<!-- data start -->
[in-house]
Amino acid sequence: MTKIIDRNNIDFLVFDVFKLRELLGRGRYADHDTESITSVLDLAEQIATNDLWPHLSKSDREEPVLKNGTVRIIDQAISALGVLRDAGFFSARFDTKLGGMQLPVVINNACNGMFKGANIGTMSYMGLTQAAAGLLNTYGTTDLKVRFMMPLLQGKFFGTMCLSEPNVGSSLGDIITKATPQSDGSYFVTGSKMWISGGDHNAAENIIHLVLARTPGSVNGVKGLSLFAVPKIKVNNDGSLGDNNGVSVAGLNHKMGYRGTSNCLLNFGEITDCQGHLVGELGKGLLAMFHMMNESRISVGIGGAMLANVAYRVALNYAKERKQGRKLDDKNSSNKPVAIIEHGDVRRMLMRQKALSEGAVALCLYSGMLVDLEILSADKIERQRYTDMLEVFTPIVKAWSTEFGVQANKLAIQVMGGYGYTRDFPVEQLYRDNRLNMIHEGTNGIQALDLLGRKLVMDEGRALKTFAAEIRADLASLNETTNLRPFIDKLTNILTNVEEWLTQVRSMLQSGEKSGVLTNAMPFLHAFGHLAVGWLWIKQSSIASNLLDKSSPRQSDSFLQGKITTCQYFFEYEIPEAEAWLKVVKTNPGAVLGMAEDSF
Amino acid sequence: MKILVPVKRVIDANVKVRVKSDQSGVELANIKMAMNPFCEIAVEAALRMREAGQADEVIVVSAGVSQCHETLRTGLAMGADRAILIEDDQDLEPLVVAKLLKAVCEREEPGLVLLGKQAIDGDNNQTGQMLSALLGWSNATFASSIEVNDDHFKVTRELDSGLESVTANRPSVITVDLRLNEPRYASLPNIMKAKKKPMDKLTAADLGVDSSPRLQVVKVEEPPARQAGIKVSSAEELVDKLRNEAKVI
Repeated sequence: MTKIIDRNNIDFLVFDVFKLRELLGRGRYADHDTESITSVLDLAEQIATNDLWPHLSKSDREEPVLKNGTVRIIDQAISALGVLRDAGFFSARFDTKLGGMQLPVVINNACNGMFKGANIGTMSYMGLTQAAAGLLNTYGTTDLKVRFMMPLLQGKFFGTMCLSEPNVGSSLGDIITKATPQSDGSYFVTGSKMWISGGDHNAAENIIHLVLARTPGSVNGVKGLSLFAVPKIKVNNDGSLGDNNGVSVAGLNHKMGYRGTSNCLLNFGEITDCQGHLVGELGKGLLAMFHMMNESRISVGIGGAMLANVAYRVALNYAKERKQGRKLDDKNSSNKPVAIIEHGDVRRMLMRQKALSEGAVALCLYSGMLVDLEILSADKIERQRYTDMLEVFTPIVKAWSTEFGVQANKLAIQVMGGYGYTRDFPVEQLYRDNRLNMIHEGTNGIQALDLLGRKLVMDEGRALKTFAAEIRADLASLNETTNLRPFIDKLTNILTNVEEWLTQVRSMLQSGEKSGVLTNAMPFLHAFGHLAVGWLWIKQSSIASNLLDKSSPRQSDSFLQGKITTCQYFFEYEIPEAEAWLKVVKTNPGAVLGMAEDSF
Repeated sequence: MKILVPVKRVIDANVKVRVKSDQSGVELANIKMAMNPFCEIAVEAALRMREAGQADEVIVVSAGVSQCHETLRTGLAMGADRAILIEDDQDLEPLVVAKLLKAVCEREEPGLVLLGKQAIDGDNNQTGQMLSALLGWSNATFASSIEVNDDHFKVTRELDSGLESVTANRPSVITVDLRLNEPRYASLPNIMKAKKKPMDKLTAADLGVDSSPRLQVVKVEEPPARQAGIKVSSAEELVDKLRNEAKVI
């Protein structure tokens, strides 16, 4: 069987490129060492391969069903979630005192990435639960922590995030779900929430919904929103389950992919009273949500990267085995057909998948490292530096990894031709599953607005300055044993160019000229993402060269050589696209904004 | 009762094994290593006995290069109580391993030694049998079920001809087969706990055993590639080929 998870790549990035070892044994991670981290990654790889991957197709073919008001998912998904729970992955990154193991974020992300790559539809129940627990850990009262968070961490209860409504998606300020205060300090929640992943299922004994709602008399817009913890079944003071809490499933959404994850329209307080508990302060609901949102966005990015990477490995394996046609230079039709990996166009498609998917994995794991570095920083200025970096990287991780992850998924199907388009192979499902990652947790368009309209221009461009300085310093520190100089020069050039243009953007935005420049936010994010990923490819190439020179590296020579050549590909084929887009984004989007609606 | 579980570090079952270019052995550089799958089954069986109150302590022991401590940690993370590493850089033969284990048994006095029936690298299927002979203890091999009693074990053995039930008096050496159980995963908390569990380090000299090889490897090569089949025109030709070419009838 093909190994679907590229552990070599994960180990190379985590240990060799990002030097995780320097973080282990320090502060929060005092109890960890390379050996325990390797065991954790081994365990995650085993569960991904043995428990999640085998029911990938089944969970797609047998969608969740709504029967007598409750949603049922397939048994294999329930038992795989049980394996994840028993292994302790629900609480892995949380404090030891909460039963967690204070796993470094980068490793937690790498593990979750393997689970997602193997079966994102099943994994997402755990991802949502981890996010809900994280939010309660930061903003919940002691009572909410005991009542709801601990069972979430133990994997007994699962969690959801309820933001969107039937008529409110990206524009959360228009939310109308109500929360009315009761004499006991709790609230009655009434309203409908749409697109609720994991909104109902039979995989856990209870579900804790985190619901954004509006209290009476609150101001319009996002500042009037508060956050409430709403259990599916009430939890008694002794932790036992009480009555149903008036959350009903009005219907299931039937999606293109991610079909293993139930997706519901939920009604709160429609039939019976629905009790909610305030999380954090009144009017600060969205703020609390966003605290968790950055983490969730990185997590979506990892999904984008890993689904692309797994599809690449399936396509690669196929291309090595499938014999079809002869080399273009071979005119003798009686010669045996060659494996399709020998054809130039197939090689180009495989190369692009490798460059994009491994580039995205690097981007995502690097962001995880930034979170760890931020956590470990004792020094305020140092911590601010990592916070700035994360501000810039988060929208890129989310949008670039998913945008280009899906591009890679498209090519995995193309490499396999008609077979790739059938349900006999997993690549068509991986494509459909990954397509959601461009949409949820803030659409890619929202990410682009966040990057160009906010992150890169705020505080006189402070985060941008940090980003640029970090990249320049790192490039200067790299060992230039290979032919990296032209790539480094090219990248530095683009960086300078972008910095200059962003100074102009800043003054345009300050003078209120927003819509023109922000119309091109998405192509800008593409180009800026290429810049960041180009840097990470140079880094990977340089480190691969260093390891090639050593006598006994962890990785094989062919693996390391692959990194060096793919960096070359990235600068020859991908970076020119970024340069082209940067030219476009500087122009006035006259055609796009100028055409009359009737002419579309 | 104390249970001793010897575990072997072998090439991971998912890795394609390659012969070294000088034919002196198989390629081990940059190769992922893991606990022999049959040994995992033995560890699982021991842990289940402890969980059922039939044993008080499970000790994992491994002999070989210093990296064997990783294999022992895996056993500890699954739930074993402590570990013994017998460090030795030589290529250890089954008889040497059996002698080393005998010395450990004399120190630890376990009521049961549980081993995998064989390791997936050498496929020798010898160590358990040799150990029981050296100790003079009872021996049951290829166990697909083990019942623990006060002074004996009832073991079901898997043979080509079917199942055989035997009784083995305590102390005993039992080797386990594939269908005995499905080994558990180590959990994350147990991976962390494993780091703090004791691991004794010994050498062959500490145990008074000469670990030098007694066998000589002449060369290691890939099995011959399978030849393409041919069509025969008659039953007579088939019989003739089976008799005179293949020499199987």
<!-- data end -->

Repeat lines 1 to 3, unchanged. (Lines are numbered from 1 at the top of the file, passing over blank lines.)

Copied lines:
[in-house]
Amino acid sequence: MTKIIDRNNIDFLVFDVFKLRELLGRGRYADHDTESITSVLDLAEQIATNDLWPHLSKSDREEPVLKNGTVRIIDQAISALGVLRDAGFFSARFDTKLGGMQLPVVINNACNGMFKGANIGTMSYMGLTQAAAGLLNTYGTTDLKVRFMMPLLQGKFFGTMCLSEPNVGSSLGDIITKATPQSDGSYFVTGSKMWISGGDHNAAENIIHLVLARTPGSVNGVKGLSLFAVPKIKVNNDGSLGDNNGVSVAGLNHKMGYRGTSNCLLNFGEITDCQGHLVGELGKGLLAMFHMMNESRISVGIGGAMLANVAYRVALNYAKERKQGRKLDDKNSSNKPVAIIEHGDVRRMLMRQKALSEGAVALCLYSGMLVDLEILSADKIERQRYTDMLEVFTPIVKAWSTEFGVQANKLAIQVMGGYGYTRDFPVEQLYRDNRLNMIHEGTNGIQALDLLGRKLVMDEGRALKTFAAEIRADLASLNETTNLRPFIDKLTNILTNVEEWLTQVRSMLQSGEKSGVLTNAMPFLHAFGHLAVGWLWIKQSSIASNLLDKSSPRQSDSFLQGKITTCQYFFEYEIPEAEAWLKVVKTNPGAVLGMAEDSF
Amino acid sequence: MKILVPVKRVIDANVKVRVKSDQSGVELANIKMAMNPFCEIAVEAALRMREAGQADEVIVVSAGVSQCHETLRTGLAMGADRAILIEDDQDLEPLVVAKLLKAVCEREEPGLVLLGKQAIDGDNNQTGQMLSALLGWSNATFASSIEVNDDHFKVTRELDSGLESVTANRPSVITVDLRLNEPRYASLPNIMKAKKKPMDKLTAADLGVDSSPRLQVVKVEEPPARQAGIKVSSAEELVDKLRNEAKVI